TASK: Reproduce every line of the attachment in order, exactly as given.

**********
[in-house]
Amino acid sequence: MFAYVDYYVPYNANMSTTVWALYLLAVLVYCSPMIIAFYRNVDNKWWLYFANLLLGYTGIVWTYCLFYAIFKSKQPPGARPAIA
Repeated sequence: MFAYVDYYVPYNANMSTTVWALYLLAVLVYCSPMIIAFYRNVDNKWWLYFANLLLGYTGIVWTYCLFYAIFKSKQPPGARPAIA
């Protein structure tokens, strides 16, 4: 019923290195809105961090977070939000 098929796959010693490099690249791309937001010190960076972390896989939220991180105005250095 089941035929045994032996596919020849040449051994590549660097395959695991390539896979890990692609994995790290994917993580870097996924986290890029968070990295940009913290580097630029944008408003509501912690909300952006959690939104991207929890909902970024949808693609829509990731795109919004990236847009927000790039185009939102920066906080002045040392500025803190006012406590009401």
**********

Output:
[in-house]
Amino acid sequence: MFAYVDYYVPYNANMSTTVWALYLLAVLVYCSPMIIAFYRNVDNKWWLYFANLLLGYTGIVWTYCLFYAIFKSKQPPGARPAIA
Repeated sequence: MFAYVDYYVPYNANMSTTVWALYLLAVLVYCSPMIIAFYRNVDNKWWLYFANLLLGYTGIVWTYCLFYAIFKSKQPPGARPAIA
């Protein structure tokens, strides 16, 4: 019923290195809105961090977070939000 098929796959010693490099690249791309937001010190960076972390896989939220991180105005250095 089941035929045994032996596919020849040449051994590549660097395959695991390539896979890990692609994995790290994917993580870097996924986290890029968070990295940009913290580097630029944008408003509501912690909300952006959690939104991207929890909902970024949808693609829509990731795109919004990236847009927000790039185009939102920066906080002045040392500025803190006012406590009401």